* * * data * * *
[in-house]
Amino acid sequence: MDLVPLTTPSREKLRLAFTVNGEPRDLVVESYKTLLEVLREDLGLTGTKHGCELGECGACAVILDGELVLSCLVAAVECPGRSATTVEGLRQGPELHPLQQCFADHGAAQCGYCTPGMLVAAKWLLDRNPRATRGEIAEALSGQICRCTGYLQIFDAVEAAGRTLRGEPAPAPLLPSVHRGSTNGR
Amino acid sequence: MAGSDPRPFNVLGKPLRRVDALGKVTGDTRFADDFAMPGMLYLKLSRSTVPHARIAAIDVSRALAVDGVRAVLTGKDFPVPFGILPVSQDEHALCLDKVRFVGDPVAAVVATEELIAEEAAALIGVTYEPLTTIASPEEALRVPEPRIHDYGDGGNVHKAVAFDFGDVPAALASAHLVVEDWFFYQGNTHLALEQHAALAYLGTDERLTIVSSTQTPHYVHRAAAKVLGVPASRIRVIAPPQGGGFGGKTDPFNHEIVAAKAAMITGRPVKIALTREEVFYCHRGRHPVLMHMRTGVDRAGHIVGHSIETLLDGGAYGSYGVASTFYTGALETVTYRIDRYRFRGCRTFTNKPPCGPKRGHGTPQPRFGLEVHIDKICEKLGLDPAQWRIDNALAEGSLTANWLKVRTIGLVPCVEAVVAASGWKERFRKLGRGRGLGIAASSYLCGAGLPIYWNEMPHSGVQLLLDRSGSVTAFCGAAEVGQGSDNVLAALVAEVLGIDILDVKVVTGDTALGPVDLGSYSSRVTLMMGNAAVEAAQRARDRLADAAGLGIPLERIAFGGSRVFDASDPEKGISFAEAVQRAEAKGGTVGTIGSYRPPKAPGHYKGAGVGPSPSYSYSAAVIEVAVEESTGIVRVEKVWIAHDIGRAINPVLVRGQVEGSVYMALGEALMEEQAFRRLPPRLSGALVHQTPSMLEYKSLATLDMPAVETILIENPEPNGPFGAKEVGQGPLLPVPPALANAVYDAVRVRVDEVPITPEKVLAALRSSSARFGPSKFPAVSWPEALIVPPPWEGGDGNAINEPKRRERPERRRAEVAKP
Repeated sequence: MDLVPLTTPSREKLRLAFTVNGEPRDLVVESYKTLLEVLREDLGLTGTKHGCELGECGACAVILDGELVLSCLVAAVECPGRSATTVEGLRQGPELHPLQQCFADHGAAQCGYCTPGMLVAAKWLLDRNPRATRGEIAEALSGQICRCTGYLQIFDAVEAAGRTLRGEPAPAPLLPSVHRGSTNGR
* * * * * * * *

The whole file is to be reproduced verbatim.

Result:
[in-house]
Amino acid sequence: MDLVPLTTPSREKLRLAFTVNGEPRDLVVESYKTLLEVLREDLGLTGTKHGCELGECGACAVILDGELVLSCLVAAVECPGRSATTVEGLRQGPELHPLQQCFADHGAAQCGYCTPGMLVAAKWLLDRNPRATRGEIAEALSGQICRCTGYLQIFDAVEAAGRTLRGEPAPAPLLPSVHRGSTNGR
Amino acid sequence: MAGSDPRPFNVLGKPLRRVDALGKVTGDTRFADDFAMPGMLYLKLSRSTVPHARIAAIDVSRALAVDGVRAVLTGKDFPVPFGILPVSQDEHALCLDKVRFVGDPVAAVVATEELIAEEAAALIGVTYEPLTTIASPEEALRVPEPRIHDYGDGGNVHKAVAFDFGDVPAALASAHLVVEDWFFYQGNTHLALEQHAALAYLGTDERLTIVSSTQTPHYVHRAAAKVLGVPASRIRVIAPPQGGGFGGKTDPFNHEIVAAKAAMITGRPVKIALTREEVFYCHRGRHPVLMHMRTGVDRAGHIVGHSIETLLDGGAYGSYGVASTFYTGALETVTYRIDRYRFRGCRTFTNKPPCGPKRGHGTPQPRFGLEVHIDKICEKLGLDPAQWRIDNALAEGSLTANWLKVRTIGLVPCVEAVVAASGWKERFRKLGRGRGLGIAASSYLCGAGLPIYWNEMPHSGVQLLLDRSGSVTAFCGAAEVGQGSDNVLAALVAEVLGIDILDVKVVTGDTALGPVDLGSYSSRVTLMMGNAAVEAAQRARDRLADAAGLGIPLERIAFGGSRVFDASDPEKGISFAEAVQRAEAKGGTVGTIGSYRPPKAPGHYKGAGVGPSPSYSYSAAVIEVAVEESTGIVRVEKVWIAHDIGRAINPVLVRGQVEGSVYMALGEALMEEQAFRRLPPRLSGALVHQTPSMLEYKSLATLDMPAVETILIENPEPNGPFGAKEVGQGPLLPVPPALANAVYDAVRVRVDEVPITPEKVLAALRSSSARFGPSKFPAVSWPEALIVPPPWEGGDGNAINEPKRRERPERRRAEVAKP
Repeated sequence: MDLVPLTTPSREKLRLAFTVNGEPRDLVVESYKTLLEVLREDLGLTGTKHGCELGECGACAVILDGELVLSCLVAAVECPGRSATTVEGLRQGPELHPLQQCFADHGAAQCGYCTPGMLVAAKWLLDRNPRATRGEIAEALSGQICRCTGYLQIFDAVEAAGRTLRGEPAPAPLLPSVHRGSTNGR